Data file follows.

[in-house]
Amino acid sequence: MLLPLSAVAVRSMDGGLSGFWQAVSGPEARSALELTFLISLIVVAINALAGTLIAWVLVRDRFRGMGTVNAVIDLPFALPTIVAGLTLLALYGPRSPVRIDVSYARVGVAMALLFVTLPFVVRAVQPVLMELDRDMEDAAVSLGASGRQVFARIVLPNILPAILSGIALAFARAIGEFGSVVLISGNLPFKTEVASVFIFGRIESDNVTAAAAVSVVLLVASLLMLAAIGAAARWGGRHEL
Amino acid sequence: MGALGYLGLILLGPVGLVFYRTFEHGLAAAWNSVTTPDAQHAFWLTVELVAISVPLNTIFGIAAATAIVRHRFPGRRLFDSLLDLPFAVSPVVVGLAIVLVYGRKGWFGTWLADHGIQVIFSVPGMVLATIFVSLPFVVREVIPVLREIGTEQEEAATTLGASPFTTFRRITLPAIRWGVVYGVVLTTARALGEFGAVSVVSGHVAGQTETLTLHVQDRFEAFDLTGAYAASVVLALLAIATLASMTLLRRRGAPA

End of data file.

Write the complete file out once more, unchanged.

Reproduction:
[in-house]
Amino acid sequence: MLLPLSAVAVRSMDGGLSGFWQAVSGPEARSALELTFLISLIVVAINALAGTLIAWVLVRDRFRGMGTVNAVIDLPFALPTIVAGLTLLALYGPRSPVRIDVSYARVGVAMALLFVTLPFVVRAVQPVLMELDRDMEDAAVSLGASGRQVFARIVLPNILPAILSGIALAFARAIGEFGSVVLISGNLPFKTEVASVFIFGRIESDNVTAAAAVSVVLLVASLLMLAAIGAAARWGGRHEL
Amino acid sequence: MGALGYLGLILLGPVGLVFYRTFEHGLAAAWNSVTTPDAQHAFWLTVELVAISVPLNTIFGIAAATAIVRHRFPGRRLFDSLLDLPFAVSPVVVGLAIVLVYGRKGWFGTWLADHGIQVIFSVPGMVLATIFVSLPFVVREVIPVLREIGTEQEEAATTLGASPFTTFRRITLPAIRWGVVYGVVLTTARALGEFGAVSVVSGHVAGQTETLTLHVQDRFEAFDLTGAYAASVVLALLAIATLASMTLLRRRGAPA